Eventually, this topic was incorporated within the Pastoral Constitution, Gaudium et Spes. In substance, the latter does not change the fundamental doctrine; whatever changes of language and terminology one may note in the document, the traditional teaching obviously remains:

By their very nature, the institution of matrimony itself and conjugal love are ordained for the procreation and education of children, and find in them their ultimate crown. Thus, a man and a woman, who by their compact of conjugal love “are no longer two, but one flesh” (Matt. 19:ff), render mutual help and service to each other through an intimate union of their persons, and of their actions. Through this union, they experience the meaning of their oneness, and attain to it with growing perfection day by day. As a mutual gift of two persons, this intimate union, and the good of the children, impose total fidelity on the spouses, and argue for an unbreakable oneness between them…

Marriage and conjugal love are by their nature ordained toward the begetting and educating of children. Children are really the supreme gift of marriage, and contribute very substantially to the welfare of their parents. The God Himself Who said, “it is not good for man to be alone” (Gen. 2:18) and “Who made man from the beginning male and female” (Matt. 19:4), wishing to share with man a certain special participation in His own creative work, blessed male and female, saying: “Increase and multiply” (Gen. 1:28). Hence, while not making the other purposes of matrimony of less account, the true practice of conjugal love, and the whole meaning of the family life which results from it, have this aim: that the couple be ready, with stout hearts, to cooperate with the love of the Creator and the Savior. Who through them will enlarge and enrich His own family day by day….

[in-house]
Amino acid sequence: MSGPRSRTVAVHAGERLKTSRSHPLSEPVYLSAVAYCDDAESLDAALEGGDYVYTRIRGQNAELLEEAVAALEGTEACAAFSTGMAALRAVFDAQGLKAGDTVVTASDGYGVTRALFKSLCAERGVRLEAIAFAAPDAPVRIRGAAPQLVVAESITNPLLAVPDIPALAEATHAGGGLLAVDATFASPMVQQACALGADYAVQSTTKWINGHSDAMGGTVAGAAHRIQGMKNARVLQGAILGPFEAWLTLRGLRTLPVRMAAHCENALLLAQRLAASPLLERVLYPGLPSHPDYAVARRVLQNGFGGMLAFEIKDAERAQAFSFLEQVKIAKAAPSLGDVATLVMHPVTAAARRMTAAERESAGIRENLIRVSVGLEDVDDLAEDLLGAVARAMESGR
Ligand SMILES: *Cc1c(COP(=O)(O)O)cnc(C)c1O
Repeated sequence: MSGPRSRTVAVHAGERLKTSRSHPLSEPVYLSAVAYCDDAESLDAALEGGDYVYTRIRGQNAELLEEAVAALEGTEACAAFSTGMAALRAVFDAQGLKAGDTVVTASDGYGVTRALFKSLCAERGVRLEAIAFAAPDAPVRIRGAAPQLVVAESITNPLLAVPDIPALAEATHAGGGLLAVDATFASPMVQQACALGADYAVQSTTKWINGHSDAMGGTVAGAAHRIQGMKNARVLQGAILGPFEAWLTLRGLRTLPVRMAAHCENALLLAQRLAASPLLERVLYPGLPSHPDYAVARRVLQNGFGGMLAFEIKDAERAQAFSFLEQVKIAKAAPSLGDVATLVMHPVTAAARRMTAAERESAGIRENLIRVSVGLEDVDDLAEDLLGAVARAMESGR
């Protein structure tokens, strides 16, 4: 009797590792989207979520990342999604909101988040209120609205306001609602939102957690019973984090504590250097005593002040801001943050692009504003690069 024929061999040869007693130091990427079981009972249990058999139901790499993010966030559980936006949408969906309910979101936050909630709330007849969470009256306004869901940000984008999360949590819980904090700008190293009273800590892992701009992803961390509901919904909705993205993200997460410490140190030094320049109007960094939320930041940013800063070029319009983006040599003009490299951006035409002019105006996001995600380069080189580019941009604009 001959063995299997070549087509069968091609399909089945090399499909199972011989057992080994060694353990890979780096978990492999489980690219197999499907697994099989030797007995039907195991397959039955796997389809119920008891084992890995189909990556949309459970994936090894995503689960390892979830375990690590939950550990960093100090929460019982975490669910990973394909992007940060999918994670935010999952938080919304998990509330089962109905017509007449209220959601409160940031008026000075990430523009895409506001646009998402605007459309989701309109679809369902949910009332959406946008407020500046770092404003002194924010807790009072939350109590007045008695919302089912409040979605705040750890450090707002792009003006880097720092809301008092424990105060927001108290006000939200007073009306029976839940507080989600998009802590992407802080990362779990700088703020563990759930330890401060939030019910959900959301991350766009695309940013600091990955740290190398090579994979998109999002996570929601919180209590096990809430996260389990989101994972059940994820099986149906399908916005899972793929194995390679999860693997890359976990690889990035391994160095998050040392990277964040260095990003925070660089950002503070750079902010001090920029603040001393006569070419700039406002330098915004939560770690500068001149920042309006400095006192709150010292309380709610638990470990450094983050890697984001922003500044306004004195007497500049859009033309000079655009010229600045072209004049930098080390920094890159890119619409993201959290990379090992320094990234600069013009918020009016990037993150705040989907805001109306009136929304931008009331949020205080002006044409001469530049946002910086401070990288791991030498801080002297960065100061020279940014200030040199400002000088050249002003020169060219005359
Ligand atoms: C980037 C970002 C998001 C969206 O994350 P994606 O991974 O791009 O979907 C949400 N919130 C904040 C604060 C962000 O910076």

Marriage, to be sure, is not instituted solely for procreation; rather, its very nature as an unbreakable compact between persons, and the welfare of the children, both demand that the mutual love of the spouses be embodied in a rightly ordered manner, that it grow and ripen. Therefore, marriage persists as a whole manner and communion of life, and maintains its value and indissolubility, even when, despite the often intense desire of the couple, offspring are lacking.13

However, things are a little less clearly stated when one reads both the current Catechismand the Code of Canon Law, which the Catechism cites on this point. This does not mean that anything has doctrinally changed, but a fair reading must acknowledge that the expression of the subordination is not as clear. Lest one take this to be an unfair critique, I should add that the great strength of the current Catechism is its emphasis on the sacramental ends of marriage. This supernatural orientation is pivotally important to understanding the very nature of the sacrament as the supernatural reality it ultimately is—no small matter! Thus, the new Catechism spends a great deal of time discussing matrimony in salvation history,14 and much of its subsequent discussions are focused on the supernatural, sacramental ends of marriage, and its celebration. This is a great gain to add emphasis on the mystery of the sacrament, and the higher ends that become primary in every sacramental marriage wherein nature is taken up and perfected by grace, ultimately becoming a sacramental sign and reality. Here, in the contemporary Catechism, salvation history becomes the hermeneutic for bringing to light the supernatural riches of the sacrament. I suspect that this bright light—which is no other light than that of the Deity itself, shining through revelation—was permitted to bleach out some clarity of expressionregarding the natural ends, which are here taken merely as presupposed to the great supernatural mystery present in the sacrament.